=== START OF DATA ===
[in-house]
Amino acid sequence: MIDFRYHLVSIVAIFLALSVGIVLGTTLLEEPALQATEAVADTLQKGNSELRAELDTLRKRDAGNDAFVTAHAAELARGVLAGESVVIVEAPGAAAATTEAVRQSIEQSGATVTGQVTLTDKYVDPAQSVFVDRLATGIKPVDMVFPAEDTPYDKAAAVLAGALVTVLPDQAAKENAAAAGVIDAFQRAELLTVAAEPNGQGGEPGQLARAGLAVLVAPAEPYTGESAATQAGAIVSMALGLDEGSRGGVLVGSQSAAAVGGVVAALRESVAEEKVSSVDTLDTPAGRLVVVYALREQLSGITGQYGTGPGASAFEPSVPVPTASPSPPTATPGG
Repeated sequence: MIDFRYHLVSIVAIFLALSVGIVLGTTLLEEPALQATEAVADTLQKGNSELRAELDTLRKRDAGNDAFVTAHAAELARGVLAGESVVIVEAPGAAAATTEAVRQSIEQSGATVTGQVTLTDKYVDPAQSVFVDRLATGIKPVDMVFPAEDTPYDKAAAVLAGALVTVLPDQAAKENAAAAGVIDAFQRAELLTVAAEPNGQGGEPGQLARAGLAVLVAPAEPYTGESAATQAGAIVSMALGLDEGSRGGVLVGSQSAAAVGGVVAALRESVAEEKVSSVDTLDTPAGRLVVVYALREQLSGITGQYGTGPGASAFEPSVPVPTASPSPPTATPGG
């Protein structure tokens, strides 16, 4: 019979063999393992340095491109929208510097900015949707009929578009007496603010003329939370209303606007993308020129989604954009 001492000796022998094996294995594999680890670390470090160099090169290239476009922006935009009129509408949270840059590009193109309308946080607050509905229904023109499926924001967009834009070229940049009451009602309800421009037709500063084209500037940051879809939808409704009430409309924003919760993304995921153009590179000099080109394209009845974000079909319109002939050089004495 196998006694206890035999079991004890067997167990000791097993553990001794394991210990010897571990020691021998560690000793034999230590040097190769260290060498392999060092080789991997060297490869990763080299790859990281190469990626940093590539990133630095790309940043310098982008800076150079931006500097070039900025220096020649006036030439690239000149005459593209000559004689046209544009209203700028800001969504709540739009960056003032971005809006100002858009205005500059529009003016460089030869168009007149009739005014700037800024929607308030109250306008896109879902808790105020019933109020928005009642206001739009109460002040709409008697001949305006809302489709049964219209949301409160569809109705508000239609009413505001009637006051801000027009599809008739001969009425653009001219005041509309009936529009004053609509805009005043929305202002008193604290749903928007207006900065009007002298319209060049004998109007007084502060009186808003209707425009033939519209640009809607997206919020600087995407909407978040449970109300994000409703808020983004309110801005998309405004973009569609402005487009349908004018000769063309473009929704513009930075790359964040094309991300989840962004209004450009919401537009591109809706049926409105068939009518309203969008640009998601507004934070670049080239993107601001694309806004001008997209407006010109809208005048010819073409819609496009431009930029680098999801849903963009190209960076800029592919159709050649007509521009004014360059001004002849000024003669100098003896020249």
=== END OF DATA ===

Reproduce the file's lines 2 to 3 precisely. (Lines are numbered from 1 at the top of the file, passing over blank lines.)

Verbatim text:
Amino acid sequence: MIDFRYHLVSIVAIFLALSVGIVLGTTLLEEPALQATEAVADTLQKGNSELRAELDTLRKRDAGNDAFVTAHAAELARGVLAGESVVIVEAPGAAAATTEAVRQSIEQSGATVTGQVTLTDKYVDPAQSVFVDRLATGIKPVDMVFPAEDTPYDKAAAVLAGALVTVLPDQAAKENAAAAGVIDAFQRAELLTVAAEPNGQGGEPGQLARAGLAVLVAPAEPYTGESAATQAGAIVSMALGLDEGSRGGVLVGSQSAAAVGGVVAALRESVAEEKVSSVDTLDTPAGRLVVVYALREQLSGITGQYGTGPGASAFEPSVPVPTASPSPPTATPGG
Repeated sequence: MIDFRYHLVSIVAIFLALSVGIVLGTTLLEEPALQATEAVADTLQKGNSELRAELDTLRKRDAGNDAFVTAHAAELARGVLAGESVVIVEAPGAAAATTEAVRQSIEQSGATVTGQVTLTDKYVDPAQSVFVDRLATGIKPVDMVFPAEDTPYDKAAAVLAGALVTVLPDQAAKENAAAAGVIDAFQRAELLTVAAEPNGQGGEPGQLARAGLAVLVAPAEPYTGESAATQAGAIVSMALGLDEGSRGGVLVGSQSAAAVGGVVAALRESVAEEKVSSVDTLDTPAGRLVVVYALREQLSGITGQYGTGPGASAFEPSVPVPTASPSPPTATPGG